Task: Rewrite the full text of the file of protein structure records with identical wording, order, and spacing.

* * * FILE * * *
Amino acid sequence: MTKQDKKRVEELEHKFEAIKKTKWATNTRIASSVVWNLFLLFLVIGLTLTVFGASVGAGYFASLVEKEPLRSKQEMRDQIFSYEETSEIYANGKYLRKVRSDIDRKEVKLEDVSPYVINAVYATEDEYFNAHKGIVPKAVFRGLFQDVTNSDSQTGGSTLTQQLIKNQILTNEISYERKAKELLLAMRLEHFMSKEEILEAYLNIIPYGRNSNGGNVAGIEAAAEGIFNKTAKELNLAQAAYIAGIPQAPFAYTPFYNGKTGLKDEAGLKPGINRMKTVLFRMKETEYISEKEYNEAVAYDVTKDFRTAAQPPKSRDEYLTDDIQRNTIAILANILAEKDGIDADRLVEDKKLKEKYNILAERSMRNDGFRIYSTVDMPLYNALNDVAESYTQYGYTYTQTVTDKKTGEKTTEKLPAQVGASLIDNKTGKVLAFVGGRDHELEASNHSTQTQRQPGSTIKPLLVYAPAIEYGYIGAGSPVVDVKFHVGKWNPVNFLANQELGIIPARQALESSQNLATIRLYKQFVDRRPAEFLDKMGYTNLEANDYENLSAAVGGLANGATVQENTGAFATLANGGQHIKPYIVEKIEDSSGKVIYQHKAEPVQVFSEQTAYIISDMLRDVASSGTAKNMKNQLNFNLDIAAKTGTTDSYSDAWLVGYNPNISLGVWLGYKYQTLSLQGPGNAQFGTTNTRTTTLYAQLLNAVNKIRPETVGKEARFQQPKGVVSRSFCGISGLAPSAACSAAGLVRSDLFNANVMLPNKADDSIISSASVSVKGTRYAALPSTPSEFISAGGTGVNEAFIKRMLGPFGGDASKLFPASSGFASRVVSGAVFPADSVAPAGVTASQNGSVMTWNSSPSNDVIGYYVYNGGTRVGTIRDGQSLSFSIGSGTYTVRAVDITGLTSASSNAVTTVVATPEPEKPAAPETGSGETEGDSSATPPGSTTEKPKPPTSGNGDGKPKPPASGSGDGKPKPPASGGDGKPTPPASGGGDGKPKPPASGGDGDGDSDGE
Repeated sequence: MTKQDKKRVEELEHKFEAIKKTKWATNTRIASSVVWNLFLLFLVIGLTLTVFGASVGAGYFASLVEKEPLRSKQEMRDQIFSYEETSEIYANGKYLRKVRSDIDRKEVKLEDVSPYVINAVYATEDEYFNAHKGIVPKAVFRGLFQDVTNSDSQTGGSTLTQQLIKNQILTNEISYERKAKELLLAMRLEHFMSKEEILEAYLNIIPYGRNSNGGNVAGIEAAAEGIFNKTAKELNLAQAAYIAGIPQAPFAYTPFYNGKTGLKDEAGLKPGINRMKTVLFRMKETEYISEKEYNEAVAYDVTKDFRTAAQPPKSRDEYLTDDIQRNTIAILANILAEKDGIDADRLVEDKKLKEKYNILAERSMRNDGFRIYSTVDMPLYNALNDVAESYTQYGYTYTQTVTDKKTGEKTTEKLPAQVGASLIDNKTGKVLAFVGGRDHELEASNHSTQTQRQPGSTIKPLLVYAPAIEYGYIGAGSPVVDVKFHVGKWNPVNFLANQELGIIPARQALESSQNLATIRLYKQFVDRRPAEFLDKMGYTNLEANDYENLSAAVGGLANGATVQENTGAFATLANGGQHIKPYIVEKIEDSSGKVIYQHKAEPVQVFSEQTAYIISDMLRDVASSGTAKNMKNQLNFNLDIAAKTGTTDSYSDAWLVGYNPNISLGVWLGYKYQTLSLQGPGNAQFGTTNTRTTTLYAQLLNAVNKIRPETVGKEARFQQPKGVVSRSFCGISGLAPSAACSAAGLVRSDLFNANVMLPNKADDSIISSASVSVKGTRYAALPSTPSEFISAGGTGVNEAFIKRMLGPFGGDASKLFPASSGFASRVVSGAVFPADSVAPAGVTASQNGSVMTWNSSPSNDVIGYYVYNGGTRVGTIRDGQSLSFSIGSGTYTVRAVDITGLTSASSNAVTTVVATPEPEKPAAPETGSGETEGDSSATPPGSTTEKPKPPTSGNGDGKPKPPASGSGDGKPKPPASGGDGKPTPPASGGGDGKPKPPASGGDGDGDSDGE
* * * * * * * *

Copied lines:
Amino acid sequence: MTKQDKKRVEELEHKFEAIKKTKWATNTRIASSVVWNLFLLFLVIGLTLTVFGASVGAGYFASLVEKEPLRSKQEMRDQIFSYEETSEIYANGKYLRKVRSDIDRKEVKLEDVSPYVINAVYATEDEYFNAHKGIVPKAVFRGLFQDVTNSDSQTGGSTLTQQLIKNQILTNEISYERKAKELLLAMRLEHFMSKEEILEAYLNIIPYGRNSNGGNVAGIEAAAEGIFNKTAKELNLAQAAYIAGIPQAPFAYTPFYNGKTGLKDEAGLKPGINRMKTVLFRMKETEYISEKEYNEAVAYDVTKDFRTAAQPPKSRDEYLTDDIQRNTIAILANILAEKDGIDADRLVEDKKLKEKYNILAERSMRNDGFRIYSTVDMPLYNALNDVAESYTQYGYTYTQTVTDKKTGEKTTEKLPAQVGASLIDNKTGKVLAFVGGRDHELEASNHSTQTQRQPGSTIKPLLVYAPAIEYGYIGAGSPVVDVKFHVGKWNPVNFLANQELGIIPARQALESSQNLATIRLYKQFVDRRPAEFLDKMGYTNLEANDYENLSAAVGGLANGATVQENTGAFATLANGGQHIKPYIVEKIEDSSGKVIYQHKAEPVQVFSEQTAYIISDMLRDVASSGTAKNMKNQLNFNLDIAAKTGTTDSYSDAWLVGYNPNISLGVWLGYKYQTLSLQGPGNAQFGTTNTRTTTLYAQLLNAVNKIRPETVGKEARFQQPKGVVSRSFCGISGLAPSAACSAAGLVRSDLFNANVMLPNKADDSIISSASVSVKGTRYAALPSTPSEFISAGGTGVNEAFIKRMLGPFGGDASKLFPASSGFASRVVSGAVFPADSVAPAGVTASQNGSVMTWNSSPSNDVIGYYVYNGGTRVGTIRDGQSLSFSIGSGTYTVRAVDITGLTSASSNAVTTVVATPEPEKPAAPETGSGETEGDSSATPPGSTTEKPKPPTSGNGDGKPKPPASGSGDGKPKPPASGGDGKPTPPASGGGDGKPKPPASGGDGDGDSDGE
Repeated sequence: MTKQDKKRVEELEHKFEAIKKTKWATNTRIASSVVWNLFLLFLVIGLTLTVFGASVGAGYFASLVEKEPLRSKQEMRDQIFSYEETSEIYANGKYLRKVRSDIDRKEVKLEDVSPYVINAVYATEDEYFNAHKGIVPKAVFRGLFQDVTNSDSQTGGSTLTQQLIKNQILTNEISYERKAKELLLAMRLEHFMSKEEILEAYLNIIPYGRNSNGGNVAGIEAAAEGIFNKTAKELNLAQAAYIAGIPQAPFAYTPFYNGKTGLKDEAGLKPGINRMKTVLFRMKETEYISEKEYNEAVAYDVTKDFRTAAQPPKSRDEYLTDDIQRNTIAILANILAEKDGIDADRLVEDKKLKEKYNILAERSMRNDGFRIYSTVDMPLYNALNDVAESYTQYGYTYTQTVTDKKTGEKTTEKLPAQVGASLIDNKTGKVLAFVGGRDHELEASNHSTQTQRQPGSTIKPLLVYAPAIEYGYIGAGSPVVDVKFHVGKWNPVNFLANQELGIIPARQALESSQNLATIRLYKQFVDRRPAEFLDKMGYTNLEANDYENLSAAVGGLANGATVQENTGAFATLANGGQHIKPYIVEKIEDSSGKVIYQHKAEPVQVFSEQTAYIISDMLRDVASSGTAKNMKNQLNFNLDIAAKTGTTDSYSDAWLVGYNPNISLGVWLGYKYQTLSLQGPGNAQFGTTNTRTTTLYAQLLNAVNKIRPETVGKEARFQQPKGVVSRSFCGISGLAPSAACSAAGLVRSDLFNANVMLPNKADDSIISSASVSVKGTRYAALPSTPSEFISAGGTGVNEAFIKRMLGPFGGDASKLFPASSGFASRVVSGAVFPADSVAPAGVTASQNGSVMTWNSSPSNDVIGYYVYNGGTRVGTIRDGQSLSFSIGSGTYTVRAVDITGLTSASSNAVTTVVATPEPEKPAAPETGSGETEGDSSATPPGSTTEKPKPPTSGNGDGKPKPPASGSGDGKPKPPASGGDGKPTPPASGGGDGKPKPPASGGDGDGDSDGE